Monday, January 20, 2014

A Visit to Uruguay’s Lesser-Known Beaches: Cabo Polonio and Beyond

article from May 4, 2011
By Jamie Douglas

Returning to Route 10, about 40 km north of La Padrera, you reach to the staging area to get to Cabo Polonio.

To reach this wonderfully funky outpost of Uruguayan civilization, you have to park your vehicle at the terminal of the giant dune crawlers that will take you to the beach hamlet, which is practically abandoned during the off-season and overrun from December 15 to the end of Easter vacation.

There is no electricity and very little water year round, and the water tanks supplying the houses and shacks that serve guest are filled up by delivery trucks that are allowed to come through the dunes. The ride in and out is one of those adventures you will not easily forget. Crammed onto the back of a monster 4-wheel drive truck that would be equally at home in the Sahara Desert, you will be tossed back and forth along with your fellow passengers until finally you break out of the dunes onto hard packed sand along the beach.

As you approach, you will see a conflagration of “houses” in various states of disrepair or near-collapse. The nation of Uruguay made this a national park in 2009, so that all new construction is prohibited and repairs to existing structures are discouraged by throwing as many bureaucratic hurdles in the way as they can. 

We rented a beachfront shack for a couple of days during the season for very little money, put our feet up and watched the world go by while sipping some of that fine Tannat wine, which is rapidly becoming a favorite worldwide. Several restaurants serve surprisingly good food at reasonable prices, and there are two fairly well stocked general stores that probably make the bulk of their profits off of bottled water.

At the southern tip of the cape is a very cool lighthouse that is just inland from a seal rookery. The lighthouse, like the one in La Paloma, is open to the public. Electricity is run to it across the dunes, but it is not shared with any of the private facilities there, which makes for romantic candle- and lantern-lit dinners.

Beyond the rocky tip, the cape is lined with beaches, each with their distinctive characters. There is a curved surfing beach on one side that stretches out along the coastline heading south. The beach heading north is dotted with houses built amongst the shifting dunes. Do not be surprised at finding people in the buff on that stretch, as naturist come here to relax, and nobody is offended by their presence.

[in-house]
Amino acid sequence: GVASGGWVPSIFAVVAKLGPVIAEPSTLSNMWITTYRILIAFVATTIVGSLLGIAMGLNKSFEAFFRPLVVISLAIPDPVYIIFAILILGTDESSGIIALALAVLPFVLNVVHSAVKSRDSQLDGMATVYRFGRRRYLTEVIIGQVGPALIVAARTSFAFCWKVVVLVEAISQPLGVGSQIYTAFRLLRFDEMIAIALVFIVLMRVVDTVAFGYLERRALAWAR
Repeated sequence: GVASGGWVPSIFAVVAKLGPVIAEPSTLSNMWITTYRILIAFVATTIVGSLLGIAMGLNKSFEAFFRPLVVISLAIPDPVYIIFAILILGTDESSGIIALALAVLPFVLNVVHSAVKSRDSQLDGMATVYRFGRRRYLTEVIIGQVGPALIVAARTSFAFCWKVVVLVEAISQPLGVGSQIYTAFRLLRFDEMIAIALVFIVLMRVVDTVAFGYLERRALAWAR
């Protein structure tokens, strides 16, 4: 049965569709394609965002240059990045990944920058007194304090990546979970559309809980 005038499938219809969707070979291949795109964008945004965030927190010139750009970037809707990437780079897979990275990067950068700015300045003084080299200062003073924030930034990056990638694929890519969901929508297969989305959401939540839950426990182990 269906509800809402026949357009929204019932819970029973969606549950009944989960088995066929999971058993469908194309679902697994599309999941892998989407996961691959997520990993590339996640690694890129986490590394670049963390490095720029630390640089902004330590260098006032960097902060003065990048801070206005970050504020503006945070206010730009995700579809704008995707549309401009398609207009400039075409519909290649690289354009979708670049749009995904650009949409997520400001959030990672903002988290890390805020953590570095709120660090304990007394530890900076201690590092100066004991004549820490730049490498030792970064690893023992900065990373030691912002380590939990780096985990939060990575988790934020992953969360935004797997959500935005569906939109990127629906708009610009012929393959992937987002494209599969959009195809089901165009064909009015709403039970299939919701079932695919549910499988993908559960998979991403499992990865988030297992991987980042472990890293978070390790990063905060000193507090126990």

When you have had your fill of Cabo Polonio, just go by the “office” of the dune transporters and buy a ticket on the next available trip out. If, upon reaching Route 10 again, you want more beaches, just keep heading north, and you will get a chance to visit Aguas Dulces, Punta Del Diablo, Santa Teresa National Park, La Coronilla and, at last, Barra de Chuy, where you can join the numerous smugglers coming and going from Brazil.

Within the confines of Santa Teresa National Park, you will find the impressive Fortaleza de Santa Teresa, a fort that was originally started by the Portuguese but finished by the Spaniards after they captured control of the region in 1793. In this park, you will also find Cerro Verde, a lovely coastal bluff that enjoys even greater protection than the national park itself. It is a nature preserve within the national park.

All of the beach towns have one thing in common: Hustle and bustle during the season and sleepy or abandoned hamlets out of season. Prices reflect that trend, but by looking around a bit, you can always find decent accommodations, even in the high season.

Upon reaching Chuy, and this is not a necessity, unless you want to buy duty-free stuff and pirated copies of popular music and movies, there are a few very nice restaurants, and crossing into Brazil is as easy as crossing the boulevard that separates the two countries. The median strip is the border, but you don’t have to complete border-crossing formalities until several kilometers into Brazil, something that you cannot do in a rented car at the moment. You need a visa, which you have to get in Montevideo from the Brazilian embassy. It will set US passport holders back US$140 and rising, due to the “reciprocal fee” for the one that is being charged to all residents of non-visa waiver countries wanting to enter the USA.

For your return trip to Montevideo, may I suggest the road even less traveled? Follow Route 19, which heads inland to San Luis al Medio and La Coronilla, until you get to Route 15, where you head south to Lescano, Aigua, and the sweet little city of Minas.

From here, it is just two easy hours back to Montevideo.

I hope will enjoy this trip that you can take a week or two to complete, when you stop to smell Uruguay in all its glory. The highways are in very reasonable shape, and if you can’t swing a rental car, this entire route is easily and inexpensively covered by bus, except for reaching Laguna de Rocha.

All photos by Jamie Douglas and Julie Butler

see also: La Paloma and La Pedrera

I encourage you to write me at cruzansailor [at] gmail [dot] com with any questions or suggestions you may have. Disclaimer: I am not in any travel-related business. My advice is based on my own experiences and is free of charge (Donations welcome). It is always my pleasure to act as a beneficial counselor to those who are seekers of the next adventure.

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